How Free is Your Belly?

In the 21st century, we still don’t understand our bellies.

We’re taught to pull in the belly. Hold it, keep it under control. To make it flat.
Or with the current fashion for core strength, to pull in the belly and the back at the same time. Which is very useful if you’re lifting something heavy, or need to push someone out at birth. So we need to be able to do that, sometimes.

Work with the anatomy, not against it

But to keep both sides of the body constricted like that, goes against your anatomy. The design of the muscular system is to work together to allow the skeleton to move. In pairs of muscles (front-back; side-side) that create chains or sheaths up the whole length of the body. Not in splendid separation.

When the muscles on one side tighten, on the other, they’re designed to lengthen. The alternation of this process in free movement creates an equilibrium. Something you lose if you’re holding in the stomach.

Pulling in everything around the belly, separates the upper body from the lower. You’re unlikely to feel connected to the floor. And if you can’t use the ground so well as support for the whole skeleton it’s harder to feel centred or grounded. (We’ll be working on this aspect in my upcoming Reducing Anxiety course).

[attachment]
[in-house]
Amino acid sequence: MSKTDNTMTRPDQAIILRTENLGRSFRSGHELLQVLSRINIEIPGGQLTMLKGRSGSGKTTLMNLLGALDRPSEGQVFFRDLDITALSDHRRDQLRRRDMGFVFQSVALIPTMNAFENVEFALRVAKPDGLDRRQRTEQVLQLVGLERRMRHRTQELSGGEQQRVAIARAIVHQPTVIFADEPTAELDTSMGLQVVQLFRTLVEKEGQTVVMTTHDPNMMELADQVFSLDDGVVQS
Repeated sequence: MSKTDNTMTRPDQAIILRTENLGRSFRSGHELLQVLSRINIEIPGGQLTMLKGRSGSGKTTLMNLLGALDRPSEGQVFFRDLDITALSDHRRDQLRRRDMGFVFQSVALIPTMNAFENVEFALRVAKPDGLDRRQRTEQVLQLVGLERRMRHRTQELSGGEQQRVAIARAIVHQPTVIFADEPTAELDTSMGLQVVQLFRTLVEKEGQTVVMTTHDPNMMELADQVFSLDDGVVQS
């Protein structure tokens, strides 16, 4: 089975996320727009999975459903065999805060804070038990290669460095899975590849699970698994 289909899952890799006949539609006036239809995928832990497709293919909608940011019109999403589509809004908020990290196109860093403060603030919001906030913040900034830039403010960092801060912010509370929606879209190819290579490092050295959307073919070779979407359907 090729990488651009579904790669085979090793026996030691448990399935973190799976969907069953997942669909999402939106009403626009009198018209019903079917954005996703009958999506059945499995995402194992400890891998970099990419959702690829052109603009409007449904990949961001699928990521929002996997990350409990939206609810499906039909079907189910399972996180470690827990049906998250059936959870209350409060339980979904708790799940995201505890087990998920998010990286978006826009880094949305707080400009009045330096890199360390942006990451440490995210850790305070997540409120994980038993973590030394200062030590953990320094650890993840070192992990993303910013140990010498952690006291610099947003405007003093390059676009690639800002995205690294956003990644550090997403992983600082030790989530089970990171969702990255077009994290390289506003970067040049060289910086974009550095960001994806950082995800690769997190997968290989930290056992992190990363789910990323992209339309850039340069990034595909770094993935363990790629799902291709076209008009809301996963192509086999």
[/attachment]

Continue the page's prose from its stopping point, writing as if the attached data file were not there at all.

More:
Holding in your belly compromises your movement

The low belly muscles are the antagonistic muscles for the very low back. It’s the area from the belly button down to the pubic bone. If you pull them in, you’re rounding your low back. And can’t erect the spine from its base.

Holding the stomach constrains the digestive system. It stops the organic movement of food through the intestines. As well as preventing the diaphragm extending downwards towards the pelvic floor.

If your belly stays held in, you stop the pelvis working properly.
Freedom of the pelvis is crucial in the ability to balance easily. Look at older people who start falling. You’ll usually see that their pelvis is being held stiff most of the time.

Move that Pelvis!

Full range of pelvic movement and the ability to let go is massively important in the sexual act. Full flexion and extension is necessary for sexual maturation. If you can’t let go of the belly completely, you’re making it harder to reach fulfillment. (And yes, people regularly tell me Feldenkrais practice has improved their love life)

If you can’t get skeletal support from the bottom of the spine for its whole length, the muscles higher up have to overwork. You’re looking at increasing anxiety, back pain, digestive issues, shoulder discomfort, neck pain. All from holding your stomach in.

You focus on “beauty” or core strength at the cost of mobility.

Given the long list, is it time to let your belly out?

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